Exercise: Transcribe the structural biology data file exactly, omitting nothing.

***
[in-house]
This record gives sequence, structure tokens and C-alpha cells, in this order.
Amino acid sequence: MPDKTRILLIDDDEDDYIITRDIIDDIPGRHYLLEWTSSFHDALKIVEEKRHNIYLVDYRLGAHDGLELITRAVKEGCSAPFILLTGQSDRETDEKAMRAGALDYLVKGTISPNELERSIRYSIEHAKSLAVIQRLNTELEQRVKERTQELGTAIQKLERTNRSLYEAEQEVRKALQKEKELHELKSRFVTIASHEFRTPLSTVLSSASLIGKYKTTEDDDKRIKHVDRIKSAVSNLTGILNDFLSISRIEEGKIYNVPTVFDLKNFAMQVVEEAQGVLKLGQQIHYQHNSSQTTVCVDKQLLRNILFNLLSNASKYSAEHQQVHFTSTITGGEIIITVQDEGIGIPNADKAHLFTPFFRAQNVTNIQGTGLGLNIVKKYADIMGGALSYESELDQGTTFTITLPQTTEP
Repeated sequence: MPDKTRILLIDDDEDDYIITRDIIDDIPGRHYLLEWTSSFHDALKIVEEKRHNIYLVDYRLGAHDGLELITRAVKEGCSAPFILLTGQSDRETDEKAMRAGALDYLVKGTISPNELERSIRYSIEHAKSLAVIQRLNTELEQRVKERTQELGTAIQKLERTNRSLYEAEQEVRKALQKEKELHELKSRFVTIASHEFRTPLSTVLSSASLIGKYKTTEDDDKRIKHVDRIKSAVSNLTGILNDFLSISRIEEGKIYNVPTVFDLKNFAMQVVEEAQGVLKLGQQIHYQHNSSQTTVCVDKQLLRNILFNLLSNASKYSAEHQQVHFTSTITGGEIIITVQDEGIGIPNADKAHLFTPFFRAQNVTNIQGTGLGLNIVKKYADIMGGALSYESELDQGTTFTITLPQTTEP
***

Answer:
[in-house]
This record gives sequence, structure tokens and C-alpha cells, in this order.
Amino acid sequence: MPDKTRILLIDDDEDDYIITRDIIDDIPGRHYLLEWTSSFHDALKIVEEKRHNIYLVDYRLGAHDGLELITRAVKEGCSAPFILLTGQSDRETDEKAMRAGALDYLVKGTISPNELERSIRYSIEHAKSLAVIQRLNTELEQRVKERTQELGTAIQKLERTNRSLYEAEQEVRKALQKEKELHELKSRFVTIASHEFRTPLSTVLSSASLIGKYKTTEDDDKRIKHVDRIKSAVSNLTGILNDFLSISRIEEGKIYNVPTVFDLKNFAMQVVEEAQGVLKLGQQIHYQHNSSQTTVCVDKQLLRNILFNLLSNASKYSAEHQQVHFTSTITGGEIIITVQDEGIGIPNADKAHLFTPFFRAQNVTNIQGTGLGLNIVKKYADIMGGALSYESELDQGTTFTITLPQTTEP
Repeated sequence: MPDKTRILLIDDDEDDYIITRDIIDDIPGRHYLLEWTSSFHDALKIVEEKRHNIYLVDYRLGAHDGLELITRAVKEGCSAPFILLTGQSDRETDEKAMRAGALDYLVKGTISPNELERSIRYSIEHAKSLAVIQRLNTELEQRVKERTQELGTAIQKLERTNRSLYEAEQEVRKALQKEKELHELKSRFVTIASHEFRTPLSTVLSSASLIGKYKTTEDDDKRIKHVDRIKSAVSNLTGILNDFLSISRIEEGKIYNVPTVFDLKNFAMQVVEEAQGVLKLGQQIHYQHNSSQTTVCVDKQLLRNILFNLLSNASKYSAEHQQVHFTSTITGGEIIITVQDEGIGIPNADKAHLFTPFFRAQNVTNIQGTGLGLNIVKKYADIMGGALSYESELDQGTTFTITLPQTTEP